“It’s vital that we change with the times,” Sanford said. “Over the last 45 years, since there’s been a moratorium on supersonic flight over the domestic U.S., the technology, in fact, has changed. It’s changed dramatically.”

Included in the Senate FAA reauthorization bill is a direction to the FAA to review laws and policies regarding supersonic aircraft operations over land. Within 180 days they must submit a report to Congress noting advancements in aircraft/engine design that would alleviate noise and other concerns that led to the restrictions and previously meant that Concorde, the supersonic airliner, had to slow to below Mach 1 before making landfall on its transatlantic flights.

Engineers from Lockheed and NASA are continuing to finalize the QueSST design but are apparently confident that eventually flight at supersonic speeds - but producing only a soft “thump” instead of the distinctive sonic boom - will be capable. 

Flight operations in the F-35A at Luke Air Force Base, Arizona which had been cancelled after 5 reported incidents of hypoxia, or oxygen deprivation, have now been resumed.

Although experts from the Joint Program Office, the Air Force Research Laboratory and Lockheed Martin could indentify no definite reasons for the symptoms, classed as physiological episodes (PE’s), Maj. Rebecca Heyse, a spokeswoman for Luke Air Force Base, did state that "....specific concerns were eliminated as possible causes, including maintenance and aircrew flight equipment procedures."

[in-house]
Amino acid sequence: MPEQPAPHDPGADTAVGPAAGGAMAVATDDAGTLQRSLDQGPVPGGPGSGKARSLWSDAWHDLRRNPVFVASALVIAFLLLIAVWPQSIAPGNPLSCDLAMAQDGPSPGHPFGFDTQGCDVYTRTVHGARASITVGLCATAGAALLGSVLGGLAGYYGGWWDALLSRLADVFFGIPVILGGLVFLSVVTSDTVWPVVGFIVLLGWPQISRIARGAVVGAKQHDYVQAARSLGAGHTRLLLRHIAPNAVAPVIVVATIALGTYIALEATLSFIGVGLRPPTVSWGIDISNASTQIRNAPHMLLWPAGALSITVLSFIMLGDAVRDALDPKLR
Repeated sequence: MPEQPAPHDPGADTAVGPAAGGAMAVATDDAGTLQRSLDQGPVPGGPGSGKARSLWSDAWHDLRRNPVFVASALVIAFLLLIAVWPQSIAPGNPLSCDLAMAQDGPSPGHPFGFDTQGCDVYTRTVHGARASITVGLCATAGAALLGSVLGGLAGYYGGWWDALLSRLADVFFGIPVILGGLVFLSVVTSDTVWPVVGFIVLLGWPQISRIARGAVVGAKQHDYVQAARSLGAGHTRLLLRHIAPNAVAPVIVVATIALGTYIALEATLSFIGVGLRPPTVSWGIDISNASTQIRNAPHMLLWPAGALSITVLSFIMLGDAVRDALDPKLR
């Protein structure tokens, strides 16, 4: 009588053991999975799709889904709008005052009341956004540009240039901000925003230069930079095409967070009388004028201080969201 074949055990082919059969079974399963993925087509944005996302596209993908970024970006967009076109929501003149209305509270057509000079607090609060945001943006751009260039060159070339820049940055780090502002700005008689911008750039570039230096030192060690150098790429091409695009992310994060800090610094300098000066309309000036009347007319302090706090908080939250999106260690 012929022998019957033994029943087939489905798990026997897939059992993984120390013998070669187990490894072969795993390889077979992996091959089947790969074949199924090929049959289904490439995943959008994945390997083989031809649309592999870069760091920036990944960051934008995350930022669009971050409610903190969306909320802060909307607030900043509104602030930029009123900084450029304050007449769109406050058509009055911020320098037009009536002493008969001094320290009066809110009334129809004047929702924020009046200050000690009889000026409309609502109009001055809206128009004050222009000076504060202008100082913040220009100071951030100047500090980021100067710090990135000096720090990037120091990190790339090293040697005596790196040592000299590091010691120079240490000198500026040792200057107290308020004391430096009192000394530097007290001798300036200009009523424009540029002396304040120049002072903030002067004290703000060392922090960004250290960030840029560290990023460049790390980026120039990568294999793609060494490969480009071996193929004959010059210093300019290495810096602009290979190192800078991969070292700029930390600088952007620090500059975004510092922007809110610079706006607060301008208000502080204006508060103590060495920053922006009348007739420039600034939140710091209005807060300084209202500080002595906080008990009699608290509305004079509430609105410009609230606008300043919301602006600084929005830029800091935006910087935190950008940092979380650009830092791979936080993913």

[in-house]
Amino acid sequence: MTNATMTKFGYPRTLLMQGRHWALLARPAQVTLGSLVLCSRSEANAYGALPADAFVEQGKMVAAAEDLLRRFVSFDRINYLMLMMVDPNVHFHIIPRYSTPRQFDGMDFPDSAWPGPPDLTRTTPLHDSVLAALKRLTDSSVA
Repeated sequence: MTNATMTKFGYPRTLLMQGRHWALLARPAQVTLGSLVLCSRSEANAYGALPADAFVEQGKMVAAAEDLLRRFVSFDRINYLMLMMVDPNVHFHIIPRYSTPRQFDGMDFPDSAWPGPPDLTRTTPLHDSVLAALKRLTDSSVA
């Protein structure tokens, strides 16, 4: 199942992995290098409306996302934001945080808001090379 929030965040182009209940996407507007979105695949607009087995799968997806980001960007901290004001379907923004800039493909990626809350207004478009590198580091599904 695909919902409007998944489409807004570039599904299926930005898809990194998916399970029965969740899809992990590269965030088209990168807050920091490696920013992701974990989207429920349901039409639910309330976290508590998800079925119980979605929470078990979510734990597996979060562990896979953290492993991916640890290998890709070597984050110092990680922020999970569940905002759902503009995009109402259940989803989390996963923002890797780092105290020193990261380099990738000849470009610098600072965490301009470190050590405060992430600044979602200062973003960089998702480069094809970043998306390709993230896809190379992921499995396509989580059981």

Fortunately, in each of the 5 incidents a back up oxygen system kicked in, leaving the pilots unharmed. However, whilst flight operations have been allowed to resume, five criteria are temporarily applied. These include avoiding the altitudes in which all 5 PE events occurred; modifying ground procedures to mitigate physiological risks to pilots; expanding physiological training to increase understanding between pilot and medical communities and increasing minimum levels for backup oxygen systems for each flight.

Additionally, pilots have been offered the option of wearing sensors during flight to collect airborne human performance data.

These sensors, received by the U.S. Air Force School of Aerospace Medicine, are made by Cobham, a British company and test the composition of inhaled and exhaled air flowing into a pilot's mask. Although the symptoms of hypoxia can be observed, finding the cause of it has been described by Julian Hellebrand, (president of the Cobham's mission systems sector) as putting together a “mosaic of events”. The company therefore hope that the data gathered by the masks at those two places can be analyzed to pinpoint any problems.

In a press release Cobham stated “The delivery of this inhalation sensor block marks the first step towards creating this mosaic by capturing temperature and pressure data inside the cabin, and the flow rate and concentration of oxygen being supplied to the pilot with each inhalation breath.” 

In a report released on June 15th, the US Navy have attributed the deaths of four F-18 pilots in the last 10 years, to "physiological episodes" that occurred while the aircraft was airborne.